This all is, however, not exactly what the paper does; additionally we have to take the expenditure and divide by the wages of highly skilled labor to account for inflation. When doing comparisons as I have done the denominator does not matter (So the seeming inefficiency of Intel which drives down the industry's research productivity is still there). But when redoing the calculation of absolute changes in research efficiency it does. The corresponding file is RNDSalaries.mat (The legitimacy of using US wage data to deflate companies in Taiwan and Europe is left as an exercise to the reader), and from there we get that the change in effective researchers was of 8.11 which puts us in the narrow estimate from the paper: Their result stands.

What would it take for ideas not to be getting harder to find? Well, for one in a simplified model where the only R&D costs is researchers' wages, then the number of researchers must be constant!. In a model closer to the paper where we require that $$\tilde{S_t}=\frac{RD_t}{Wage_t}=\tilde{S_{t'}}=\frac{RD_{t'}}{Wage_{t'}}$$


So the 2015 R&D expenditure would have to be 155M$ instead of 1263M$, ~8.11 times less. Either 8.11 less money, or the same researchers, that's the conclusion from the model. And this is in a more optimistic case (Where I am only counting TSMC and manufacturers). The numbers do not go away if we instead deflate R&D by inflation instead of by reserachers wages. Recall, the TSMC et al. expenditure increase was 15x since 1995 to 2015. In that period, the cumulative rate of inflation was 55.5%, meaning that $1 in 1995 is ~ $1.8 now. So the actual expenditure increase would have been 15/1.8=8.33, roughly the same figure we get if we use wages.

One may also retort with: Oh but chip companies are worried about power efficiency and other things. Yes, but that's a design issue: I have chosen companies that do not design semiconductors, just make them (TSMC et al.) to separate between cramming transistors and designing how they will be arranged.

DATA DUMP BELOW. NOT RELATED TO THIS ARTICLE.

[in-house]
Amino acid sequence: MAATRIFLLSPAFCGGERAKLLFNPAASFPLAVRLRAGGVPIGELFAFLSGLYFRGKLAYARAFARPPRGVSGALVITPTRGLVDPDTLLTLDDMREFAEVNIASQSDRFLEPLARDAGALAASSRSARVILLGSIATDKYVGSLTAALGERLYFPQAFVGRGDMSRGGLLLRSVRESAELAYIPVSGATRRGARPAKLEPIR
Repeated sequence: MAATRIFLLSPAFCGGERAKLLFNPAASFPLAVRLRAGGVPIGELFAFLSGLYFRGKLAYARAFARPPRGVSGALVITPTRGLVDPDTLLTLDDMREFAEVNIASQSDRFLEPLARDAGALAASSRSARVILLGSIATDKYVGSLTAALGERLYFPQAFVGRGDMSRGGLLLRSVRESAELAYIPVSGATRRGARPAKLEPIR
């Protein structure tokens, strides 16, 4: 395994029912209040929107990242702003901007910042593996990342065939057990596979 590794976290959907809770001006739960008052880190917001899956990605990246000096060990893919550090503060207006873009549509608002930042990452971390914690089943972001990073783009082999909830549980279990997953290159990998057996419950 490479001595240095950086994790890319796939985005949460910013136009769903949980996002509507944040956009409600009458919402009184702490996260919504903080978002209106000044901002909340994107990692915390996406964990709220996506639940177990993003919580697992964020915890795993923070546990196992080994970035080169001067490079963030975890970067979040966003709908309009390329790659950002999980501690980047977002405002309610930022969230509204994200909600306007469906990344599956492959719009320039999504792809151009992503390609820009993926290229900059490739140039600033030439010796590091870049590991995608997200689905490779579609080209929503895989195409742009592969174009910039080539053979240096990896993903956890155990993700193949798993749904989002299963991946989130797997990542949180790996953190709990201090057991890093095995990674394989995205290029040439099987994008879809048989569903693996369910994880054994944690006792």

So to recap: Regardless of how one deflates the numbers, or which firms one takes for the calculations the results hold. Given the broad class of models that underlie the paper, I think there is no plausible slicing of the data that yields constant productivity. So in the same way as Bem's psychic ability meta-analysis the paper could be taken not at face value implying that research productivity has gone down; rather one could conclude that we are doing fine historically and it's the models that are wrong. Think about it: This is not about science changing in 1970 or science doing better in the 1930s, the trends look relatively constant for the aggregate TFP and researchers calculations. Science has always been like this. Or so it seems from the data in the paper, I'm not saying it's all fine!:


Scott Alexander pointed out as much:

constant progress in science in response to exponential increases in inputs ought to be our null hypothesis, and that it’s almost inconceivable that it could ever be otherwise.

This is alternative 3 from this list he gives of potential explanations for the observed data:

  1. Only top researchers produce productivity-raising ideas; if so increasing researcher count beyond those elites is inefficient.
  2. The current academic system is an order of magnitude worse than the one from times past at producing useful research
  3. We've picked the low-hanging fruit and it gets progressively harder to keep picking it. (Scott's preferred explanation; Matt Clancy points to a sub-variant of this, that these new ideas require harder work in the form of learning more than before)

GDP growth is exponential, as is population growth, as well as (for successful companies) market capitalization. That R&D expenditures increase exponentially is no surprise. The worry would be if R&D expenditures become a large share of GDP but that seems a very remote possibility right now.

One may be tempted to just go ahead and say that the right model should be something like what the authors suggest, where indeed the growth of "ideas" goes down as we already have lots of them in stock, a semi-endogenous model that looks like:

$$\frac{\dot{A_t}}{A_t}=(\alpha {A_t^{-\beta}})\cdot S_t$$

but why would that be: Yes, the next step is harder in absolute terms: CERN is more complex than the Curie's lab. But our tools and technologies now make it easier to build more complex tools and attempt more complex projects: We are not attempting to build colliders with the same means available to the Curies, now we have computers and better materials.

Why would it be the case that the difficulty of the projects has to grow faster than the capacity of the tools we have to attempt them? I don't have a good explanation yet!

But in any case I think it's more practical to study each field and see what's going on with it. As hard as it sounds, I think "How promising or healthy" a particular field of science or engineering is easier and more practical to answer than abstract theoretical questions about the necessity of progress curves to be shaped in a certain way. Knowing that US TFP requires more and more resources to keep going does not immediately lead to a solution, but knowing what is preventing airplanes from flying faster does lead to solutions. A worthy task for any Progress Studies researcher!